This is clearly the most annoying problem I have ever had on a new computer!

Yes, but clearly not everyone with a Skylkake CPU is having this issue. Most are not. So the chances that you will get another bad one if you RMA are probably not that great. You've got to start somewhere. Likely it is either the CPU or the motherboard. I think I would be tempted to purchase a cheap celeron CPU just to test this.
 
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mroek

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Jan 11, 2017
Yes, but clearly not everyone with a Skylkake CPU is having this issue. Most are not. So the chances that you will get another bad one if you RMA are probably not that great. You've got to start somewhere. Likely it is either the CPU or the motherboard. I think I would be tempted to purchase a cheap celeron CPU just to test this.

That's something I hadn't thought of, but it is an interesting suggestion. A Celeron G3900 (or even a Kaby Lake G3930) isn't all that expensive, but also the rest of the system woul'd be less stressed with such a CPU, so it is perhaps still possible that the system wouldn't freeze with a Celeron and still freeze with an i7 if some other component is to blame. Or is that just very unlikely?

I guess this wouldnæt require any messing with my Windows installation, because I really want to avoid any reinstallation. Just swapping CPUs should be OK, right?
 

t1nm4n

Member
Joined
Jun 12, 2005
Location
Texas
Just to toss this out there, does it freeze whiel you are actively using the PC? I mean has it just locked up when you were moving the mouse or typing something? Could it be a sleep/hibernate issue?
 
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mroek

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Jan 11, 2017
Yes, it has frozen while being actively used. However, of all the freezes, the majority has been at low loads, but also some while stress testing. Currently I went back to XMP set in bios (but choosing the "Intel stock" settings), and left all voltages at auto (and c-states enabled again). Now it hasn't frozen for 5 hours, and it has been sitting at some load (10-20%) all the time.

My plan now is that for each new freeze, I'll change only one or two settings at a time, and then just wait for the next freeze, but making sure I always record which settings I had when it froze. In the end I don't really think this will be resolved until I try different components (and the prime suspect is still the CPU), but I'll have to try.
 

wingman99

Member
Joined
Dec 10, 2003
A RMA with Intel is painless, they will even cross ship. Link: http://www.intel.com/content/www/us/en/support/contact-support.html#@14 If the memory won't help running stock 2133 speed no XMP, then I would RMA the CPU. Less than 1% out of all the PCs sold can make Intel specification alterations in bios. The PC should work just fine with optimized default settings, just like the rest of the Intel PCs in the world that run stock fine.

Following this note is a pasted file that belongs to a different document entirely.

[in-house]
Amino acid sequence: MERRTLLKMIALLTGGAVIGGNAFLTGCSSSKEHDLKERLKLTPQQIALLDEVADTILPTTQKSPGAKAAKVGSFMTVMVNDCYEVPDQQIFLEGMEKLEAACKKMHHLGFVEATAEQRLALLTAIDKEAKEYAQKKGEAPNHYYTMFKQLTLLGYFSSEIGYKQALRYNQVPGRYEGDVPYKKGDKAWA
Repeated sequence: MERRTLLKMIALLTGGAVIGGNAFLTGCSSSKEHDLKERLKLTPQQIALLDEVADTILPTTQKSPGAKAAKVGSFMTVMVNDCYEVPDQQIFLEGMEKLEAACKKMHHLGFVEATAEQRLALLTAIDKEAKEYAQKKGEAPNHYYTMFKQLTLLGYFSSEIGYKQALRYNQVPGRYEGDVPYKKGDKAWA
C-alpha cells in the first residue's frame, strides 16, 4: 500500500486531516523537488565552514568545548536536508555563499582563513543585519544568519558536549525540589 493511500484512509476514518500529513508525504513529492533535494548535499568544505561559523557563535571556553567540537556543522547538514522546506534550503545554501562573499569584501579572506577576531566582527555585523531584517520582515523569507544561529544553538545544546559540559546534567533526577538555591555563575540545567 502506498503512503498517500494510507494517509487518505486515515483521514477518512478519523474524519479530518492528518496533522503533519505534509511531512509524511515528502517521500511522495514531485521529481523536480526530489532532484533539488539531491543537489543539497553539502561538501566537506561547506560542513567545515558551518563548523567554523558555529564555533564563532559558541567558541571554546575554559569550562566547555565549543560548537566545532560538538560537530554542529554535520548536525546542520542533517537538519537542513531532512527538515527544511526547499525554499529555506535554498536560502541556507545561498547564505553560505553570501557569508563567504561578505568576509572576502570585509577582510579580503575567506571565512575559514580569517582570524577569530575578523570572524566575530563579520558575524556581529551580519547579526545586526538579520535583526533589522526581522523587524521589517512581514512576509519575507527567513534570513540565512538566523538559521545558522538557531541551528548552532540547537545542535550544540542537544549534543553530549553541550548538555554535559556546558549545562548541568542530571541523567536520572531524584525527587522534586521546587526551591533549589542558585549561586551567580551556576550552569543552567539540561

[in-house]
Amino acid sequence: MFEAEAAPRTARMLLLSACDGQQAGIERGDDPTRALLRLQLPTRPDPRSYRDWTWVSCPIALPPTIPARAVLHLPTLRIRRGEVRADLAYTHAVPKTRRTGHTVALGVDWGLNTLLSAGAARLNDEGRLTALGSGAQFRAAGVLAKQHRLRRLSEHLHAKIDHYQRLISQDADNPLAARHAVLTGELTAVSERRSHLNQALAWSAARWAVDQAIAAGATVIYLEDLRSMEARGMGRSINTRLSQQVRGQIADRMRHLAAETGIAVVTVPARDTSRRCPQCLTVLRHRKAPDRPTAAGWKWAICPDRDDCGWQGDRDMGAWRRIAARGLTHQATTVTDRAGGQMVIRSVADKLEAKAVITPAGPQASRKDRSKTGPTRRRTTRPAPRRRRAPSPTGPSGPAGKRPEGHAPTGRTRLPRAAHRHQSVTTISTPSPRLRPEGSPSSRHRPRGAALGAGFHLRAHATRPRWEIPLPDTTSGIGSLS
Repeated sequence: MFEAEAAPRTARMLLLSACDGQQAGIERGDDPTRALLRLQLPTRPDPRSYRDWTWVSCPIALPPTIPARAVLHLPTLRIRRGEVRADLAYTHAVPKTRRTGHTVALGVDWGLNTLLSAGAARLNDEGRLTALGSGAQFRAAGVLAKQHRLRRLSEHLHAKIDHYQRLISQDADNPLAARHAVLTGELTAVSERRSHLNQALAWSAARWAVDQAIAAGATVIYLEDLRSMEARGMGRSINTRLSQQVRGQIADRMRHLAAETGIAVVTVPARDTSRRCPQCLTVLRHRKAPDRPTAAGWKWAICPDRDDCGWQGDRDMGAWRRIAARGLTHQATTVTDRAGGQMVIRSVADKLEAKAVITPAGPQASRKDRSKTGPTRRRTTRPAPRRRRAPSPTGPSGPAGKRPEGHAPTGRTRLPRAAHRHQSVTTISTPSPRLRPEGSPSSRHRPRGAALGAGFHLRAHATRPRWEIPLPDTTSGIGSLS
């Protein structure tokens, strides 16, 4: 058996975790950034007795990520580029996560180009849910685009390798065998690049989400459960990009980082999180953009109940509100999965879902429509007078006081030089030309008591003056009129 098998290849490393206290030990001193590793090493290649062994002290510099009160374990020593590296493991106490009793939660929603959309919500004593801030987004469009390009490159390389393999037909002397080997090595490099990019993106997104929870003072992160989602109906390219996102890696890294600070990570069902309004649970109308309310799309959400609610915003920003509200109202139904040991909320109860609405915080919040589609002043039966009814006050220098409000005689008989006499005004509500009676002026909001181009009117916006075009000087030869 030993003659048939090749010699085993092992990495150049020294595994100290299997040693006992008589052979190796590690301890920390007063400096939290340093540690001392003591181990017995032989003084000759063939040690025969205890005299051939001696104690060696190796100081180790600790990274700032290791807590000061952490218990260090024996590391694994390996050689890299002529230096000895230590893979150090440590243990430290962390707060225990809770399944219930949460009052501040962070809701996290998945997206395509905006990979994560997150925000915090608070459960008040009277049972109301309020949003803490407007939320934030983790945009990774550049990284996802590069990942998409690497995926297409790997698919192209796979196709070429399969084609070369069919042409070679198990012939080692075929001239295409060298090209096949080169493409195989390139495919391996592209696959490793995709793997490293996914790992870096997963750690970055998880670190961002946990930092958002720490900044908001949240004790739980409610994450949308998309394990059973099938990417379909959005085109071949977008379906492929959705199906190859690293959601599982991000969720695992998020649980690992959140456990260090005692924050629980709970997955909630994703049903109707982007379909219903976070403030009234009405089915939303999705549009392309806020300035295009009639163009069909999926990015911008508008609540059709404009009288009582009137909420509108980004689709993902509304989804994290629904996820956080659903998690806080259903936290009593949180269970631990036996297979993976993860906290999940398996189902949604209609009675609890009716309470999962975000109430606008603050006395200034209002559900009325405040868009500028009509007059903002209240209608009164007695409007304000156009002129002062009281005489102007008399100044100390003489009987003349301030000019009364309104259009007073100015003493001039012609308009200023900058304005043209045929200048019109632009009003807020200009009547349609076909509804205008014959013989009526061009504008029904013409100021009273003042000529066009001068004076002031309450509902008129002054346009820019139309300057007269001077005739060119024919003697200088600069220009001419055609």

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mroek

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Jan 11, 2017
A RMA with Intel is painless, they will even cross ship. Link: http://www.intel.com/content/www/us/en/support/contact-support.html#@14 If the memory won't help running stock 2133 speed no XMP, then I would RMA the CPU. Less than 1% out of all the PCs sold can make Intel specification alterations in bios. The PC should work just fine with optimized default settings, just like the rest of the Intel PCs in the world that run stock fine.
Not sure if an RMA with Intel is as easy here in Norway, but I will look into it. What you write makes perfect sense, there is no reason it shouldn't work fine at default optimized settings, and I shouldn't have to spend countless hours chasing issues like this. If I had been trying to push limits then it would have been different, but I just want a good, reliable workhorse.
 

trents

Senior Member
Joined
Dec 27, 2008
That's something I hadn't thought of, but it is an interesting suggestion. A Celeron G3900 (or even a Kaby Lake G3930) isn't all that expensive, but also the rest of the system woul'd be less stressed with such a CPU, so it is perhaps still possible that the system wouldn't freeze with a Celeron and still freeze with an i7 if some other component is to blame. Or is that just very unlikely?

I guess this wouldnæt require any messing with my Windows installation, because I really want to avoid any reinstallation. Just swapping CPUs should be OK, right?

Should not mess with Windows, no. Since your motherboard and the motherboard chip set would remain unchanged it should not create a problem and should not cause you to have to re-activate the OS with Microsoft.
 
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mroek

Registered
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Jan 11, 2017
Should not mess with Windows, no. Since your motherboard and the motherboard chip set would remain unchanged it should not create a problem and should not cause you to have to re-activate the OS with Microsoft.
Thanks, as I had thought/hoped.

However, the machine has been running without issues for nearly 48 hours now (I haven't rebooted since my post #16 in this thread), and I have a suspicion that it has something to do with setting all the voltages back to auto. One other change I also made, was to disable sleep/spin down of the hard drives. Someone suggested that allowing this could cause freezes, so I disabled it. Whether it actually has any effect I don't know, and I'd need a lot more time to know if the issue has in fact disappeared, but for now I will not change anything until I get another freeze.

Setting the voltage(s) back to auto (except for the RAM, which is at 1.35V as per the XMP profile), I do see that the CPU voltage is jumping up and down as the CPU requests it, and it does get more than the 1.2 V that I had tried manually setting at some point earlier. While it might be a stretch, there is perhaps a slight possibility that my particular sample is starving at 1.2V under some loads, causing the freezes. Even at stock clock. At least that's what I'm hoping for... :)

Edit: With the CPU voltage at auto, it is requesting/getting 1.232 V when loaded with P95 v26.6 small FFTs.